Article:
Recently, Sybase released an urgent notice announcing patches for 12 vulnerabilities reported by TeamSHATTER. Here’s a link to the notice from Sybase: http://www.sybase.com/detail?id=1098877.
This notice from Sybase was the first public disclosure of these critical issues. Following our disclosure policy, to date TeamSHATTER has not shared exploit details with anyone except the vendor (SAP Sybase).
TeamSHATTER downloaded, installed, and tested the patches released by Sybase. We found that of the 12 issues Sybase disclosed, only 2 were fixed properly; the other 10 remain fully exploitable. The two that were properly fixed are CRs 689823 and 691642.
For the other 10 issues, Sybase made unsuccessful fixes. With very minor modifications to the original proof of concept code TeamSHATTER sent to Sybase in our initial vulnerability report, the exploits still work. It appears that Sybase blocked the specific exploit code we submitted without fixing the underlying vulnerability, and then performed insufficient testing and code review to notice the problem before shipping the patches and publicly disclosing the vulnerability information.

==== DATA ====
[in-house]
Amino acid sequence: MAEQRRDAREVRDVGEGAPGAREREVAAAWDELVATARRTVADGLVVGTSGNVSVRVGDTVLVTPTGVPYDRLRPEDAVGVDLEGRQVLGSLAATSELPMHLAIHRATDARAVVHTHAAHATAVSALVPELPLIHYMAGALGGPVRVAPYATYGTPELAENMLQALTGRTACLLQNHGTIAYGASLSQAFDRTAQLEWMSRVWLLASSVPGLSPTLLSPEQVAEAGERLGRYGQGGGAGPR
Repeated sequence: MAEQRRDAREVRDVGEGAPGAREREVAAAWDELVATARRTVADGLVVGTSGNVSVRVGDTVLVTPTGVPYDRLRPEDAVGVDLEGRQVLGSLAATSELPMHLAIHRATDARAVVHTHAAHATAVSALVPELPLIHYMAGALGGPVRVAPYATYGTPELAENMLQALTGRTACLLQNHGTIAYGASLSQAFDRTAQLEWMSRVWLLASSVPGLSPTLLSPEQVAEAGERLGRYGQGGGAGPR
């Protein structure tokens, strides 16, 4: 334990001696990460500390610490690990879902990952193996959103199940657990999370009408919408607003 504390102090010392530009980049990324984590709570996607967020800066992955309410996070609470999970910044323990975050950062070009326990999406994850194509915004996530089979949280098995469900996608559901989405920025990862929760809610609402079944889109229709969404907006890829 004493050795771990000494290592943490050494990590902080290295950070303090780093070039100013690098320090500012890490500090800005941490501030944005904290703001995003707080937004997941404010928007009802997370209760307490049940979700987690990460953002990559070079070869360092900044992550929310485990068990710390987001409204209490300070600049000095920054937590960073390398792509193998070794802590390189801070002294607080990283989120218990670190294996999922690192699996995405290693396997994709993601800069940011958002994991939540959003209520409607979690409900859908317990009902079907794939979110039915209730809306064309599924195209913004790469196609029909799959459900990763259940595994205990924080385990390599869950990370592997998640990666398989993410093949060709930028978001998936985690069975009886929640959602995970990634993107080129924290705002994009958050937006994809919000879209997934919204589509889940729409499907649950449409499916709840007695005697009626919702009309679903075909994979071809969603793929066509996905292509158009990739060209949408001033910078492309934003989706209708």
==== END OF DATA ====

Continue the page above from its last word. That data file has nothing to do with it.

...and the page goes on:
Most of these unfixed vulnerabilities require no permissions beyond the ability to login to Sybase (they are exploitable by PUBLIC), and they allow an attacker to take full control over the Sybase server by either assuming the SA role or by loading and running arbitrary java code.
For the vulnerabilities involving java, there is a workaround. Sybase users can disable java in the database. This approach however only works for those Sybase systems that have no need for Java.
For the vulnerabilities that allow escalation to the SA role, there is unfortunately no workaround.
Sybase has acknowledged to TeamSHATTER that the patches they released are in fact incomplete, and they will issue new fixes in the future. No date or timeframe has been provided on when these fixes will be made available.
In order to protect our customers, TeamSHATTER has released attack signatures to detect exploits of all 12 of these Sybase vulnerabilities using DbProtect. Users of DbProtect can alert on any attempted exploit in real-time and take automated steps to block the attack and remove the attacker from the system.
We understand that mistakes happen, but we hope this incident serves as a wakeup call to SAP Sybase around software security. Clearly, the patches that were released don’t represent Sybase’s best work. Additionally, the amount of time that has passed since Sybase disclosed these vulnerabilities (which was late July) with no fix available has given any attacker plenty of head start. Sybase users need to be able to rely on the security of their databases, and right now, without 3rd party tools like DbProtect to help them, they simply cannot.